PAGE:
Originally published in Forum.
With the Unisphere hanging over the horizon and the New York State Pavilion standing tall besides the stage, close to 800 people came out to Fresh Meadows Corona Park for the first ever Louis Armstrong International Music Festival.
Artists performed for much of the day Sunday in a celebration of Armstrong’s 1964 Singer Bowl concert and the jazz player’s love for all types of music.
“On the World’s Fair grounds, on the 50th Anniversary of Louis Armstrong performance, we had to do it,” said Jeffrey Rosenstock, the event’s producer.
Rosenstock said the Queens College’s Kupferberg Center for the Arts, the events organizers, wanted to honor Armstrong’s spirit, specifically as an advocate of listening and loving all types of music. That spirit was visible in the concerts varied line-up that not only included jazz-bands like David Ostwald’s Louis Armstrong Eternity Band & John Faddis Quartet, but also included Cuban-American singer Albita and Pakistani rock band, Junoon.
Salman Ahmad, international rock star from Junoon, said he connected and was inspired with some elements of Louis Armstrong’s biography. His band suffered from political censorship in the 90’s in Pakistan and said Armstrong’s story of perseverance resonated with him.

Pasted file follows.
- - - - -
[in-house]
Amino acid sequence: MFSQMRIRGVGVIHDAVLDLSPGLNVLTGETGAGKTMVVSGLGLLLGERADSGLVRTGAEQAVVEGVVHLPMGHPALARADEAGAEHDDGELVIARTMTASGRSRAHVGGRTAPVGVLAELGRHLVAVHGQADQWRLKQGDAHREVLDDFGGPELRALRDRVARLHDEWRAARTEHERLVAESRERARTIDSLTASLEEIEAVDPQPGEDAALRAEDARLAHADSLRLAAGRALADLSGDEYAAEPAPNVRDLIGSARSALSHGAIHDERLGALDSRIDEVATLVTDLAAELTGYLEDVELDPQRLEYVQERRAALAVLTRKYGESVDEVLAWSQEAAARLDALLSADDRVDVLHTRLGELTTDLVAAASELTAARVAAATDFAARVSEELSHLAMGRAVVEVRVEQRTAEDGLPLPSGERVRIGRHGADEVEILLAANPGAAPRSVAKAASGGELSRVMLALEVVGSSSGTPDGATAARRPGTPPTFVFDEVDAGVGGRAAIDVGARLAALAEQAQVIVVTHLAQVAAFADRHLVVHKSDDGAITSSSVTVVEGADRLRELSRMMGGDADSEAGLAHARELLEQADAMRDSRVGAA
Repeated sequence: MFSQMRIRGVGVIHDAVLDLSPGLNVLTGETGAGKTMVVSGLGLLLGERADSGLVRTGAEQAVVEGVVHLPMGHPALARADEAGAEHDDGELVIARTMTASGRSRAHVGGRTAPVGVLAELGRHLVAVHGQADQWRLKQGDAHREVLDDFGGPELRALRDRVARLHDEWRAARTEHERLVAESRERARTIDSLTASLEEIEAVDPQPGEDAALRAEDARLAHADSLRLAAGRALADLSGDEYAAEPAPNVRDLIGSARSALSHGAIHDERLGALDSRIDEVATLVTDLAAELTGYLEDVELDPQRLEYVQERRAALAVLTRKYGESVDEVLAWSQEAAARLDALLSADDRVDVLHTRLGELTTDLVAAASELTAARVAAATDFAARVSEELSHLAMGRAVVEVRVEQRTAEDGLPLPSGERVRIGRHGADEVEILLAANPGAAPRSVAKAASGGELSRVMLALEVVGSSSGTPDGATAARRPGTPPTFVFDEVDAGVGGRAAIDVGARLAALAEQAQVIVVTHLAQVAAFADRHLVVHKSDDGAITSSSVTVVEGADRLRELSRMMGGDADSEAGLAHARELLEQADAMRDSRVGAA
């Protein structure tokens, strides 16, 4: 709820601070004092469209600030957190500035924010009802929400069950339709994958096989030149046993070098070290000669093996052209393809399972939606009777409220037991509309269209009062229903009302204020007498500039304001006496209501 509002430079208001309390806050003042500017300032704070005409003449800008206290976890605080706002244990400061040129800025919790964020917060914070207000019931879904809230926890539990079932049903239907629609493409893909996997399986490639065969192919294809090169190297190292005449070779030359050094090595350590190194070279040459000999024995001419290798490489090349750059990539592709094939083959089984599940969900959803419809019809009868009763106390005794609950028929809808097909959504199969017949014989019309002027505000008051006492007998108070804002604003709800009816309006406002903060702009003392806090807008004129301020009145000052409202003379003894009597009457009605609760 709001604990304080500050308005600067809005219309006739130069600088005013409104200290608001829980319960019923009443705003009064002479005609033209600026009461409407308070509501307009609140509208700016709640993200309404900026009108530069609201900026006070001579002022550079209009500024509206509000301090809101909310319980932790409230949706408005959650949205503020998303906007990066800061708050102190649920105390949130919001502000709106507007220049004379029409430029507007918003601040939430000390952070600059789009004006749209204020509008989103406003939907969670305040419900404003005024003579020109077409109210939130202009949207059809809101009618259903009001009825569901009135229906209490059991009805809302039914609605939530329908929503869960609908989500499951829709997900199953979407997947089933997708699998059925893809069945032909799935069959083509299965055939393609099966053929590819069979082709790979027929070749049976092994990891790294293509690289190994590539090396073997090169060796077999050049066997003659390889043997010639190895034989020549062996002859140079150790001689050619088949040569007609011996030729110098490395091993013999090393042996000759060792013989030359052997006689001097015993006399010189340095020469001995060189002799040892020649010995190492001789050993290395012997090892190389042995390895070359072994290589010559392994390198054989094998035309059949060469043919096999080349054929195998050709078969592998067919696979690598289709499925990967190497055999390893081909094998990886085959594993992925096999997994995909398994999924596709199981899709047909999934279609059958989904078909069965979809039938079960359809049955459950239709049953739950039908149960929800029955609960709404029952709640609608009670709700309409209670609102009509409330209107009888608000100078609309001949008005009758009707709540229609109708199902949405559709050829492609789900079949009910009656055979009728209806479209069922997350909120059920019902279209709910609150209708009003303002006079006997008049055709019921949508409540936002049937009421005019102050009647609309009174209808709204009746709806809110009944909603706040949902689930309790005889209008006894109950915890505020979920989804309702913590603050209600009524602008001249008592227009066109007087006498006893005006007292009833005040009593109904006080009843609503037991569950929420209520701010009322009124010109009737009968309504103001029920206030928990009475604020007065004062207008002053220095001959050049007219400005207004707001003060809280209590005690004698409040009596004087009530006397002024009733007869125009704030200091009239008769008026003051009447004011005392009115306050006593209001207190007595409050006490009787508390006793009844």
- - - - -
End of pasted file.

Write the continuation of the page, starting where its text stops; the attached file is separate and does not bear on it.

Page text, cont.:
“Here was an African-American musician, who went through very tough times. Grew up in Louisiana, went to Chicago, was hounded by the mob,” Ahmad said. “His life was threatened. Yet he had the passion to follow his voice.”
Queens Borough President, Melinda Katz also made an appearance praising the events organizers and announcing that the city has set aside over $5 million towards to the restoration of the Queens Pavilion.
“It’s been a long time coming. It still needs a lot more work but at least it’s a start,” she said.
Rosenstock said he hopes to make this concert an annual event, envisioning a full two-day festival with three acts in the afternoon and a major ticketed concert at night. He also said he hopes to attract the diverse community of Queens residents by inviting diverse artists to play on stage.
“That concert would be a combination of really major names, not just from the U.S. but from other countries coming together and doing a big, big concert,” he said.